We finally ended up at a club too, a regular one. The kind where you dance the night away and not find cabs on the way back. Quite fun.

A day in Sachsenhausen

I have been dreading the moment of writing about my visit to Sachsenhausen Concentration Camp. So perhaps I shall do it ploddingly, asking myself questions along the way.

How did I get here? Well initially my intention was to travel across Germany and go to Auschwitz, but with my tendency to micro-plan (on a tight budget), the idea started becoming daunting. I was suddenly also getting cold-feet, the cold and dreary vision I conjured of Krakow and the camps were making me very hesitant.

Auschwitz was out, but I had to visit a concentration camp. In my head, I simply cannot imagine being in a country or continent whose history is defined (for me) by the war, the Holocaust and struggles of human free-will and not visit the places where some very brave and many innocent people perished. Human depravity, I believe, has to be confronted and recognised, and where else would one do that but in Germany, which has stood up so resolutely to confront its past.

Why Sachsenhausen? I almost went to Ravensbruck but I again my budget, the limited time and trying to figure out routes etc. was getting too much for me. So I decided that Sachsenhausen made the most sense. It’s within Berlin city limits (probably it’s outermost tier as it does need a special “C” marked ticket, just like Potsdam), so I could dedicate an entire day to this while staying in Berlin.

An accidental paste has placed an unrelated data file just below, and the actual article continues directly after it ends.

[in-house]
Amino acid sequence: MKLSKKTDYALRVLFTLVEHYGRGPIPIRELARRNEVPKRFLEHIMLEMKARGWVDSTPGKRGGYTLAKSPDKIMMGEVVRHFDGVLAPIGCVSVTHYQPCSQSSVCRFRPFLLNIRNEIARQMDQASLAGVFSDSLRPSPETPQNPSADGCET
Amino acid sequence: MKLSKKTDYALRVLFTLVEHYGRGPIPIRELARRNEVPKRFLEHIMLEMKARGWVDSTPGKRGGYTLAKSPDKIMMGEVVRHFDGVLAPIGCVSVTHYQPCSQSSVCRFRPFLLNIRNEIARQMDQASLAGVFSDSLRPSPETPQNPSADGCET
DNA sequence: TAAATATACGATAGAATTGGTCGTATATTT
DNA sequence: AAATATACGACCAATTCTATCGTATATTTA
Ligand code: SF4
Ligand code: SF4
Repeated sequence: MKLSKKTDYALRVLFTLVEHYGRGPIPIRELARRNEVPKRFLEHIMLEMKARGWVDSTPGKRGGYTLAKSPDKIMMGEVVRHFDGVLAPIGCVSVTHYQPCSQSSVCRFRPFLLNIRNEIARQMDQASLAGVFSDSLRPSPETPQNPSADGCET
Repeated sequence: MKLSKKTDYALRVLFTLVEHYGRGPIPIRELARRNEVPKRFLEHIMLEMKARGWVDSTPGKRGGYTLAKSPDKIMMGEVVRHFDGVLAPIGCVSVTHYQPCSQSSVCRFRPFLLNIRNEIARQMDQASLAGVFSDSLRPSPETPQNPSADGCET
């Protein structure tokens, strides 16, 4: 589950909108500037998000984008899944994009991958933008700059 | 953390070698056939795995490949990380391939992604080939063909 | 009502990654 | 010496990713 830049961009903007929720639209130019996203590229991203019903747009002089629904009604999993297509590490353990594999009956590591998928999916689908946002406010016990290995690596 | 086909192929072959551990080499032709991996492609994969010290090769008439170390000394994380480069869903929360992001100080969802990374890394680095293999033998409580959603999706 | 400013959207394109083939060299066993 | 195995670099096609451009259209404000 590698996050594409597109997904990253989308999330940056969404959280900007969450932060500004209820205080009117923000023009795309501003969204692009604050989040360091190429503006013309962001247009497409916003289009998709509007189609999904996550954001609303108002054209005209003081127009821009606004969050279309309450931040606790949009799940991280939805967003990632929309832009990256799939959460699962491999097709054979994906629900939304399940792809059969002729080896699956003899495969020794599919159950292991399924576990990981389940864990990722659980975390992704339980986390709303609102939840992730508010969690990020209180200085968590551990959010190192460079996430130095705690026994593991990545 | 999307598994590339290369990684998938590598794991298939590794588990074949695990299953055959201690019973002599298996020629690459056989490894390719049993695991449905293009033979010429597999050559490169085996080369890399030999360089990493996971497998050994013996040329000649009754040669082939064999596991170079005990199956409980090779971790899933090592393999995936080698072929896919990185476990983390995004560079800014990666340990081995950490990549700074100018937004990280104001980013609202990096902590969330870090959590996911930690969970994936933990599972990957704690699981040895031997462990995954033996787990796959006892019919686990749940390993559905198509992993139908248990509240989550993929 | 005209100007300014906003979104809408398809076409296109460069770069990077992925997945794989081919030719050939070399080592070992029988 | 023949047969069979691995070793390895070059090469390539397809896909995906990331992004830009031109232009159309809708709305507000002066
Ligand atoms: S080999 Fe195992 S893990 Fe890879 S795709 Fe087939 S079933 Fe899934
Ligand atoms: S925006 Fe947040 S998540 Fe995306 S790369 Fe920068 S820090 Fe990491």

On a brilliant morning in May 2019, I set off on the S-Bahn towards the camp. I can’t remember much of the train ride, except perhaps there was a station called Wannsee, and it reminded me of an English town called Swansea. I was also thinking as I sat in the train, of how pretty the countryside was, and how it must have been for a Berlin Jew to have been on a similar train-ride, perhaps this person looked out (if possible) and saw the same landscape that I was looking at, only with a different outcome to this journey? Were these the same train tracks that led towards the town of Oranienburg?